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Shut Up and Deliver.

Photo by Ashley Jurius on Unsplash

“What the hell we gotta do to get a performance out of her?” asked the big bald one, aka Bruce Willis.

“Maybe she’s intimidated,” replied the fat bald one, aka me.

“By me?” asked Bruce.

“Who do you think?” I answered. “You’re the movie star. She’s not. Some people get brain lock when they’re under pressure.”

“Not my job to get her to up her game.”

The movie, once again, was Hostage. And the “her” about whom Bruce and I were speaking was the usually more-than-capable actress we’d cast to play Laura Shoemaker, who was far better in both her audition and scenes where she didn’t interact with Bruce than those moments where she did. Unfortunately for Ms. Shoe (real name withheld, but if you really want to know you can IMDB her) most of her scenes were with Bruce.

Now, we all get intimidated. One can imagine getting somewhat apprehensive at the prospect of acting opposite an international superstar, not to mention someone with Bruce’s irascible rep. Ms. Shoe was hardly a novice with movie stars. Hell, in Bloodwork, she’d acted opposite no less than Clint Eastwood, who’d also served as her director.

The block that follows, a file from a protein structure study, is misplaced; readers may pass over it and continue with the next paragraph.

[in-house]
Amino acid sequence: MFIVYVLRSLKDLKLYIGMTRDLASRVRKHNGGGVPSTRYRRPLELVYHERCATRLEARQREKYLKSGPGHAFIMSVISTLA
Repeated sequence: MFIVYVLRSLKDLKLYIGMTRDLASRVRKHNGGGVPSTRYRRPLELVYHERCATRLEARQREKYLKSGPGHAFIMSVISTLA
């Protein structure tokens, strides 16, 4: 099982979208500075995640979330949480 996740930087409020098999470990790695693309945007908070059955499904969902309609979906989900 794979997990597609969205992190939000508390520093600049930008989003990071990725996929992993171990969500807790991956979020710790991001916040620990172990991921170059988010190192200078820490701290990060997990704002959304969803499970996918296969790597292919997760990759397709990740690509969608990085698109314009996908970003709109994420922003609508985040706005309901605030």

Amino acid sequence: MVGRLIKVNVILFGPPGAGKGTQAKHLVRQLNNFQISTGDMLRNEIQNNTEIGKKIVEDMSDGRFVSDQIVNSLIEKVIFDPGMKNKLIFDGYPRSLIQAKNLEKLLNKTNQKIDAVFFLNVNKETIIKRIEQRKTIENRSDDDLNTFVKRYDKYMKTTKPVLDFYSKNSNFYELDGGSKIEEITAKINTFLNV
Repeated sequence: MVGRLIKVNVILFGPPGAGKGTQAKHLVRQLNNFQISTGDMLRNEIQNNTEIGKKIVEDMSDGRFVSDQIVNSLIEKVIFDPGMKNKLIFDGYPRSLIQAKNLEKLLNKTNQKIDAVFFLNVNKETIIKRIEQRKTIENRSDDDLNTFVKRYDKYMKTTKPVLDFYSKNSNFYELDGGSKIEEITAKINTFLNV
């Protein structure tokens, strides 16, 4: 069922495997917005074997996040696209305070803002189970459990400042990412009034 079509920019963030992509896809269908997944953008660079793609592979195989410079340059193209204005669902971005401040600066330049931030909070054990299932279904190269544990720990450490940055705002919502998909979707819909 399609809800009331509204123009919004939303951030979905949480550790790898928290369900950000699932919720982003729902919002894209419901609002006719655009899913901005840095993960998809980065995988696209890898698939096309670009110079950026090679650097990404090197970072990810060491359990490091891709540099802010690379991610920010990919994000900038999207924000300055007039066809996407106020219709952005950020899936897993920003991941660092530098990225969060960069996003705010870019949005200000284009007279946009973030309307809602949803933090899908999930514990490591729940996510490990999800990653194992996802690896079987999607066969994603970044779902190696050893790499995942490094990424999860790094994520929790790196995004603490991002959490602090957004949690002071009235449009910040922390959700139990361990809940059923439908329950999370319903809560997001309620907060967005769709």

So maybe the fault lay with Bruce. But my experience with him as an actor was nothing less than sterling and pretty much sans any movie star bunk. Especially on Hostage. He was on time, thoughtful, prepared, rehearsed both on and off the clock, and unlike many big movie actors, shot all sides of every take. And what that means (for those of you unfamiliar with production), when the movie star is finished shooting his on-camera sides of a scene, he or she often retires to his comfortable trailer while an assistant A.D. or the script supervisor is left to read the movie star’s dialogue while the lesser actors get their camera time.

That wasn’t Bruce. No matter the stature or experience of the actor—veteran thesp or lowly day player, Big Bruno was there for every turn of the camera. And not just that, his mere presence usually inspired every performer to up his game.

Unfortunately, such wasn’t the case for Ms. Shoe.

But hey, this was the big league. A fifty-plus-million-dollar film with a full, union roster practically setting fire to Benjamins with every minute wasted. Suffice it to say, all cast and crew were expected to bring it.

“Got an idea,” said Bruce. “Let’s get a coupla stuntmen to dress up as sheriff’s deputies. Big guys who can handle me.”

“Why?” I asked.

“Cuz whatever’s going on with (Ms. Shoe,) I’m gonna wake her the fuck up,” pissed Bruce. “For real. If they don’t hold me…”

The scene in question was supposed to be a tension-choked moment when Lt. Shoemaker usurps control of the local PD chief’s (Bruce’s) hostage situation while the lives of the chief’s wife and daughter hang in the balance. Our locale was the interior of a Ventura County Tactical Command van. A tight space with cast and cameras.